Economics graduates are qualified to work in a wide range of roles, from economists to data analysts, financial planners to land and property valuers. A degree in economics develops highly transferable skills in problem solving, data analysis and numeracy – all of which are in high demand across the business world.  

What is economics? 

Economics is the study of how wealth is created and distributed, goods and services are manufactured and the way they are consumed. Students learn about both macroeconomics – how national economies are structured, regulated, grow and perform – and microeconomics. Microeconomics is concerned with how individuals respond to changes in prices, the availability of resources and methods of production.  

Job options for economics graduates


Economists study complex data and statistics and use their findings to provide financial advice to businesses. As an economist, you would be researching and monitoring economic trends, creating statistical models to predict future developments. Employers depend on economists to advise them on the potential impact of policies and investments. 

Land and property valuer 

Land and property valuers give professional advice to individuals and businesses who buy, sell, and rent land and property. In this job you will be estimating the market value of land, buildings and real estate, helping clients maximise their profit from the sale or rent of their property. You will be organising auctions, carrying out valuations, offering investment appraisals and writing reports.  

Learning and development manager 

Learning and development managers handle the training and professional development of company employees. They work closely with business managers and human resources departments to design and implement training and development programmes, such as inductions and appraisals. Learning and development managers manage budgets, produce training materials and evaluate the training and development needs of staff.     


Accounting and finance staff keep track of the money that comes in and goes out of a business. As an accountant, you would be managing a business’s cash flow, keeping financial records, producing reports and forecasts, as well as overseeing payroll, tax and VAT submissions. Many accountants work across a range of different industries, whilst others specialise in a particular sector.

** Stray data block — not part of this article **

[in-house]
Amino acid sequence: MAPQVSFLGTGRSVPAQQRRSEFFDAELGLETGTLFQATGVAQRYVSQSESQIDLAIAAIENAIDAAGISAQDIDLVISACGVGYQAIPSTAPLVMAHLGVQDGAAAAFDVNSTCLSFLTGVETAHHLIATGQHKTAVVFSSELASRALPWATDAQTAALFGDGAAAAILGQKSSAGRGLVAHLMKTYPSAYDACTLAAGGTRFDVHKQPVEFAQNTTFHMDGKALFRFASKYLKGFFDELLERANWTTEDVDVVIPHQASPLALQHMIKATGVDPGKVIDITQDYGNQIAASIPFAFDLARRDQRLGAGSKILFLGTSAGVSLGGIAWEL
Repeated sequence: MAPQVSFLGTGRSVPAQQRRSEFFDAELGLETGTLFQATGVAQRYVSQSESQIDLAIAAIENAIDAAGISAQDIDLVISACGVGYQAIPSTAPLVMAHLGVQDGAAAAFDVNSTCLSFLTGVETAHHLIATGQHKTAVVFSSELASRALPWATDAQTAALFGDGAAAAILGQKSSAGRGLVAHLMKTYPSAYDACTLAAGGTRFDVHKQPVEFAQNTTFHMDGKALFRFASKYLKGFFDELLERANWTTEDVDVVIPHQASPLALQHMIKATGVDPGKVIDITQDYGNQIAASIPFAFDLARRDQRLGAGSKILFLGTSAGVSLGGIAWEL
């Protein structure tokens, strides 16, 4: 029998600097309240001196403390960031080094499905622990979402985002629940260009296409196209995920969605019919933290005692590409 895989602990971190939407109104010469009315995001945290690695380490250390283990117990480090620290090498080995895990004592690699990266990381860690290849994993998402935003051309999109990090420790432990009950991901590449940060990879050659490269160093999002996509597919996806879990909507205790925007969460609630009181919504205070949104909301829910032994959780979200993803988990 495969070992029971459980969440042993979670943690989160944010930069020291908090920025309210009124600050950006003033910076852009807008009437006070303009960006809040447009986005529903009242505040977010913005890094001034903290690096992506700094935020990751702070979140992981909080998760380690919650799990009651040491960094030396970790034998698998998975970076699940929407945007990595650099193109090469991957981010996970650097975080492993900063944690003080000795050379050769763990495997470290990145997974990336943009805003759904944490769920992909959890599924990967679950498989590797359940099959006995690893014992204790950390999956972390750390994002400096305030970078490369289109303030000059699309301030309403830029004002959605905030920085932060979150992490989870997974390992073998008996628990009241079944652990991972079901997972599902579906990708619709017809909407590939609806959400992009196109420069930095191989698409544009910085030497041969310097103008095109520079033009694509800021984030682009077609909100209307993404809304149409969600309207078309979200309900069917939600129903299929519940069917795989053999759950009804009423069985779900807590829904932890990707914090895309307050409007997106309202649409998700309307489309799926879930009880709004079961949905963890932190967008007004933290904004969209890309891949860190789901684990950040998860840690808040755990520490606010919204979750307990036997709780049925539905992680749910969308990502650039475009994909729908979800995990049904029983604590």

Starting a career in economics

Work experience 

Work experience is seen by employers as a major factor in employability, and it is no different for economics graduates.   

A degree in economics will usually take three years and does not have a work placement year. Students or graduates will have to try and find placements or internships in their summer holidays or at the end of their course – this helps you gain valuable work experience and develop your business skills. You could be working as a professional economist or any of the roles above.  

Graduate opportunities 

If you study economics you can look forward to a huge variety of opportunities when you graduate. You could choose to stay in education and take a Masters degree or PhD, or start making job applications. Economics graduates are among some of the highest paid entrants to the jobs market because of the broad range of applicable and transferable skills they can bring to an employer.  

Find graduate opportunities on Talentview

Companies advertise graduate jobs regularly on Talentview. You can filter your searches by job role, location and also look for traineeships, work experience, placements and internships.  

Discover over 170 construction careers

If you are interested in using your economics degree in construction, there is one place to come for all the advice and information you need. Go Construct has detailed insights and summaries of over 170 different career paths in the construction industry, from accountancy to learning and development managers.